BUT WHAT I REALLY WANT TO DO IS TV: Steven Cojocaru is leaving People.
While the veteran scribe of the Style Watch column occasionally landed in the press for his behind-the-scenes behavior (most memorably, his very public flirtation with Us Weekly during contract negotiations last year), that apparently didn’t lead to his exit.
Cojocaru is headed to NAPTE, the television trade show, to sell his talk show, which sources said is tentatively called “The Insider” and which “Entertainment Tonight” is helping him to develop.
“He was at People for 10 years,” said managing editor Martha Nelson. “We did a lot of good work and we had a lot of fun together. He’s wonderful on television and he has a chance for his syndicated talk show. I hope it takes off.”
“He kinda grows on you,” said one People source, lamenting his exit. “He was the weirdest thing we had.” — Jacob Bernstein
CARGO WITHOUT THE CLOTHES?: When Ziff Davis announced its entry in the 2004 men’s shopping magazine sweepstakes — the freshly named quarterly, Sync — the cognoscenti lumped it in with the other forthcoming geek catalogues from Primedia and possibly IDG. They promptly turned their attention back to what looks to be the main event: Cargo vs. Vitals. (Vitals will be published by WWD’s parent, Fairchild Publications, while Cargo will be published by Condé Nast. Both Fairchild and Condé Nast are units of Advance Publications.)
But don’t believe the (lack of) hype. Ziff seems out to prove that it, too, can be cool through its apparent choice of editor: Tony Romando, the executive editor of Men’s Fitness. Sources close to Ziff said that Romando was informally tapped for the job over Christmas, and is now ironing out the details.
Romando couldn’t be less of a geek. Besides his short tenure at the revamped Men’s Fitness, he’s had tours of duty at Rolling Stone and FHM, where he packaged plenty of short stories aimed at ADD-afflicted men but rarely waxed poetic about plasma-screen TVs. And that’s the point. A source familiar with the magazine said Ziff is positioning Sync as a lifestyle magazine built around gadgets in the same way Men’s Health is a lifestyle magazine built around health. “And I think some people are very passionate about health or about gadgets,” the source said. “I see the magazine, but I don’t see the cover. The Men’s Health cover is an actualization of the reader. I don’t know what you do for a gadget magazine.” Still, the source said, Sync “is a big priority for them. Don’t underestimate what they’re willing to put behind it.” Neither Romando nor Ziff Davis returned calls for comment. — Greg Lindsay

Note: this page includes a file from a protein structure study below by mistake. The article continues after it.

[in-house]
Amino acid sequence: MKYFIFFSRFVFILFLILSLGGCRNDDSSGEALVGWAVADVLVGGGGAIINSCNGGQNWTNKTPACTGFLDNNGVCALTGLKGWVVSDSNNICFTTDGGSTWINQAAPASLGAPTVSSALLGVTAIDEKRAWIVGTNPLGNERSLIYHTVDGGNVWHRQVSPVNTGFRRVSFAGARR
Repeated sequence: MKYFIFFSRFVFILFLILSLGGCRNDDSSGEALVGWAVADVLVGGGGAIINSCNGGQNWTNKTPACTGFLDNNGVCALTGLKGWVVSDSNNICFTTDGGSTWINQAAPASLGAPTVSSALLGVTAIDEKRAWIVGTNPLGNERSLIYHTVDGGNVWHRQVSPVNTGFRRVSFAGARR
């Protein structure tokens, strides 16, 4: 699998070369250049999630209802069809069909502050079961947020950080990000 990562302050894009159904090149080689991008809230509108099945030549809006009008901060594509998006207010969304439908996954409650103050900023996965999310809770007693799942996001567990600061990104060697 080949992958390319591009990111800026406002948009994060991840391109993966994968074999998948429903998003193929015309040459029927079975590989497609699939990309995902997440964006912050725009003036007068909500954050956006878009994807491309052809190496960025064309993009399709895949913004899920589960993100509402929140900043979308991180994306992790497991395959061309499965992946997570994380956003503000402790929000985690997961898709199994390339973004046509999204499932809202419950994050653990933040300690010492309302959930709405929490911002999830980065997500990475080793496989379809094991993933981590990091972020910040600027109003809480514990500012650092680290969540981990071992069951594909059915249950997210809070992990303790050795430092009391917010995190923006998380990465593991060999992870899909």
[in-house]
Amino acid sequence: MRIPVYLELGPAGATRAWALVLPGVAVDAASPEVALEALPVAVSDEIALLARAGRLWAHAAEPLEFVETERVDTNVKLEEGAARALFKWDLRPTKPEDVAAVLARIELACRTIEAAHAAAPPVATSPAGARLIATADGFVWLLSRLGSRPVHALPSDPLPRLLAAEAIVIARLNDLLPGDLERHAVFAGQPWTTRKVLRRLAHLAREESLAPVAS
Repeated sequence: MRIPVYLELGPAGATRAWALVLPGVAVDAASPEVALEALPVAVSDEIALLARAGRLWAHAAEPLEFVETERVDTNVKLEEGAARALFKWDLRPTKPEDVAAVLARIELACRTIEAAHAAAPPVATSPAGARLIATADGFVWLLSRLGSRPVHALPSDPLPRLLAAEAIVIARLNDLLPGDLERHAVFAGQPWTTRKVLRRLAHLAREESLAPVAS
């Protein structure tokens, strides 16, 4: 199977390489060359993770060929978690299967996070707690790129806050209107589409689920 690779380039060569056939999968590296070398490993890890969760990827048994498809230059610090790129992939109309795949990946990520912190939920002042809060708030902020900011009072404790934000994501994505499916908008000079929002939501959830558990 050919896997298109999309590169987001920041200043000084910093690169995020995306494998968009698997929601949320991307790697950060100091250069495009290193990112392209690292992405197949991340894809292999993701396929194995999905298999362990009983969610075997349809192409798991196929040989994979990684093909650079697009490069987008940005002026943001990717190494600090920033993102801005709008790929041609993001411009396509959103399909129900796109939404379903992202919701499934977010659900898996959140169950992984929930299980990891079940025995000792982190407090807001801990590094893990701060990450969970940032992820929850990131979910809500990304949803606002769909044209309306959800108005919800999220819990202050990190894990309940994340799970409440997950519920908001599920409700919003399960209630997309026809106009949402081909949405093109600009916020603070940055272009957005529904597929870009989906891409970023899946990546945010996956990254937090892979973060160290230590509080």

BAILEY (SQUARED): Harper’s Bazaar is doubling down on Baileys at the top.
The magazine soon will receive another British injection after poaching Elle U.K. editor in chief Sarah Bailey, who will fill the deputy editor’s chair at Bazaar that currently is occupied by Jenny Barnett. She’s scooting over to a newly created executive editor position that, for her, at least, is only part time. There’s still a Bailey above her, of course: editor in chief Glenda.
Clearly having decided that Bazaar’s readers do, in fact, read, Glenda’s hired Sarah Bailey (no relation) to be the magazine’s celebrity profiler and articles czar. “She’s supersane,” said a source. “She’s definitely not the wacky fashionista type. I think it’s significant they went for a writer’s editor.” — G.L.
DISNEY DEMOCRACY: Will disney.com and the opening of Hong Kong Disneyland in two years eventually lead to the overthrow of China’s communist masters? Bob Iger seems to think so. Disney’s president offered a few thoughts on the “inevitability” of China’s top-down society being cracked open by media technology at a breakfast Thursday morning in the Condé Nast cafeteria.
Iger shared top billing with MTV chief executive officer Tom Freston and Ambassador Biwei Liu, the non-English speaking consul general of China in New York, who grinned broadly in noncomprehension while Iger quietly compared China’s future with the former Soviet Union’s. Discussing the Chinese government’s commitment to media deregulation, Iger said, “I sense, in dealing with the government…that they want to get there, but they want to get there…at their own pace, in part because they’re trying to avoid chaos. And they looked, I think, very carefully at the experience Russia had, which in effect, [after] the breakdown of communist control, there really was chaos, and to a large extent, there still is.”
Later, at the prompting of moderator Ken Auletta, Iger expanded on the thought: “It’s very hard to prevent people from gaining access to what technology provides. At some point, technology and the desire of the people will win. And I believe the Chinese government knows that and, as I said earlier, I think they’re just trying to contain the pace. But there is an inevitability to it.”
The consul general took Iger’s comments in stride. They were certainly less inflammatory than Rupert Murdoch’s infamous speech, after purchasing Star TV in 1993, that technology posed “an unambiguous threat to totalitarian regimes everywhere.” After being reminded of those words by Auletta, Biwei Liu offered his defense of keeping the Internet on a short leash: “I think you are very much aware that nowadays on the Internet, there is very much fake information, and you cannot tell what is true and not, and sometimes there are rumors spread on the Net, and pornography, and violence,” he said through a translator.
But here, people gladly pay $19.95 a month for that. — G. L.
GROUNDED: Having had financial management issues in the past, former editor of Wallpaper magazine Tyler Brûlé has turned to a veteran for help. Brûlé has lured Jerry Fielder, the former chairman of British advertising agency Leagas Delaney, to his ad agency, Winkreative, as its new ceo. But one question: do you really need an operations guy to tell you that your personal helicopter is too expensive? — J.B.